The Cathodically Protected Brasada plant will process natural gas produced from the company’s Eagle Ford shale wells. Components like methane, ethane, propane and butane will be separated before they they are transported through the cathodically protected pipeline for further processing.
Anadarko’s plant is designed to process 200 million cubic feet of gas per day but can expand to process up to 400 MMcf/d. This could lead to capacity expansion if Anadarko undertakes processing of third party gas at some point.
Although the Eagle Ford Shale region has a lot of potential for company’s such as MATCOR it cannot be optmized until the supporting midstream infrastructure comprising of gathering systems, pipeline and processing plants are developed to move oil and gas to to market.
Anadarko’s Eagle Ford Operations
Anadarko explores for shale oil and gas in a gross area of 400,000 acres in the Dimmit, LaSalle, Maverick and Webb Counties in the Eagle Ford region. Its current resources are estimated at over 600 million barrels of oil equivalent (MMBOE), 65% of which is estimated to be liquids. In 2012, the company achieved a gross processed production record of approximately 152,600 BOE per day. With its higher-margin oil and natural gas/condensate, the Eagle Ford shale region is among the most capital-efficient shale plays in Anadarko’s U.S. onshore portfolio.
Anadarko currently operates approximately 380 miles of oil and natural gas pipelines throughout the southwest Texas region, with additional gathering facilities that support more than 50% of its Eagle Ford shale production. In March 2012, Anadarko and Western Gas Partners began construction of the Brasada gas processing plant. The Brasada plant and the construction of an additional 200 miles of gathering lines will enhance the value of Anadarko’s Eagle Ford assets.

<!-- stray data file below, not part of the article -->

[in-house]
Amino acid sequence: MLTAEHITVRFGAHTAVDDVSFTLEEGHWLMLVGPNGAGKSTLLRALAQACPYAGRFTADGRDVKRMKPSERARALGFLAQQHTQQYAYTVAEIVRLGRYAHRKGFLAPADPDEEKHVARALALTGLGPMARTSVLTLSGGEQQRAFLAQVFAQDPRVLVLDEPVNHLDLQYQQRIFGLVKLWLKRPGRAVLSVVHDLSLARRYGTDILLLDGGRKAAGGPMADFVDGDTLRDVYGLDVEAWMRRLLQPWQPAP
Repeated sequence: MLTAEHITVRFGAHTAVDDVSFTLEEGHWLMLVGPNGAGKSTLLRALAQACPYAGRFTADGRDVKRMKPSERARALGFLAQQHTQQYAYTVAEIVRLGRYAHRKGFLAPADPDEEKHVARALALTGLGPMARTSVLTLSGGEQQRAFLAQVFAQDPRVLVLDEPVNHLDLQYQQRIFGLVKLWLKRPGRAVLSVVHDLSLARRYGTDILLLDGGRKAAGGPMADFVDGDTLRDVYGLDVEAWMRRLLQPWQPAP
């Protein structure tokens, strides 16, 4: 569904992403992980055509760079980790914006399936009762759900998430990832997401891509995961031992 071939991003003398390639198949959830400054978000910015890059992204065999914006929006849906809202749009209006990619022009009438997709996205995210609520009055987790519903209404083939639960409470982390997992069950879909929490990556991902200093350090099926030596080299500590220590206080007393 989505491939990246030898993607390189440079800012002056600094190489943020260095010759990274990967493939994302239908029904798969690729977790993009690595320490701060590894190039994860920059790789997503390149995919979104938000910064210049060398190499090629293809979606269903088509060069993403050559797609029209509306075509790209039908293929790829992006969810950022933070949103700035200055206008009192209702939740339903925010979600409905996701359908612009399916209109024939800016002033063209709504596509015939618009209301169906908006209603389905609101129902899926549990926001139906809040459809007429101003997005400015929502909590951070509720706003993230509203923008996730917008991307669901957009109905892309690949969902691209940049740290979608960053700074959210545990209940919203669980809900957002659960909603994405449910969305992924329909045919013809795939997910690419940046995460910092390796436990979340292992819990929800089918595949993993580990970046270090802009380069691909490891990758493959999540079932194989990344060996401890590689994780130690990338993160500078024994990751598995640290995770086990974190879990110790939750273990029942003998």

The Brasada Plant
All of Anadarko’s Eagle Ford acreage is located to the west of the Brasada plant, and a pipeline network will bring natural gas into the facility as well as move it off site to market. The pipeline will enable the company to eliminate its dependence on trucks. This will speed up transportation of its gas as there are too many trucks on the road in the region which causes a slowdown in the overall movement.
The Brasada plant also will also reduce flaring of methane in the field because Anadarko will be able to move it directly to market through pipelines. Flaring of methane is a common industry practice in cases where transportation is not viable.
From the plant, natural gas liquids will travel further through a pipeline to a plant in Yoakum and to fractionation facilities in Mont Belvieu, east of Houston. Gas also will go south to Corpus Christi, where it can be used in refining or fed into the existing network of interstate pipelines